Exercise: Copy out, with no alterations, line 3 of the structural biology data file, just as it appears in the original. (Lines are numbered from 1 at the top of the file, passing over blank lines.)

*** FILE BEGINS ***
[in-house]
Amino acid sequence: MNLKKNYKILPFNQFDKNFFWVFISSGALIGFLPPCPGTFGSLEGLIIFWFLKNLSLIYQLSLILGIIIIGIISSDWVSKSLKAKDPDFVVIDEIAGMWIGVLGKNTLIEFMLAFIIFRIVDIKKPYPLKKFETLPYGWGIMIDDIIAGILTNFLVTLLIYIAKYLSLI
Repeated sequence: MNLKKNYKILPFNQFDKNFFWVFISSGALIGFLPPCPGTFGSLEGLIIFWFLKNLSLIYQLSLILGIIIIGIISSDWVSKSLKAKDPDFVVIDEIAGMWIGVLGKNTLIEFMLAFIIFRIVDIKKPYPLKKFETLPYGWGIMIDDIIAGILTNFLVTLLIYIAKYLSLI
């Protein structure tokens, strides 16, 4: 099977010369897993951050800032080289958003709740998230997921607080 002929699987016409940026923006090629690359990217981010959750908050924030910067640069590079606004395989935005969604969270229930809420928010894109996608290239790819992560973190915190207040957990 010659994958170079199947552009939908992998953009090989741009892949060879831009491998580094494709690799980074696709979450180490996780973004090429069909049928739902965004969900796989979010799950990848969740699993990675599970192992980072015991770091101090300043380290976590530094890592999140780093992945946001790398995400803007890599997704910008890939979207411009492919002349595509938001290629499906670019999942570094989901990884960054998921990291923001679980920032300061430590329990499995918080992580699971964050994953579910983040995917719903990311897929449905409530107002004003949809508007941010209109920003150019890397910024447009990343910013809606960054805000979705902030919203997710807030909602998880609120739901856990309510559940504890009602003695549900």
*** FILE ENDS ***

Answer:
Repeated sequence: MNLKKNYKILPFNQFDKNFFWVFISSGALIGFLPPCPGTFGSLEGLIIFWFLKNLSLIYQLSLILGIIIIGIISSDWVSKSLKAKDPDFVVIDEIAGMWIGVLGKNTLIEFMLAFIIFRIVDIKKPYPLKKFETLPYGWGIMIDDIIAGILTNFLVTLLIYIAKYLSLI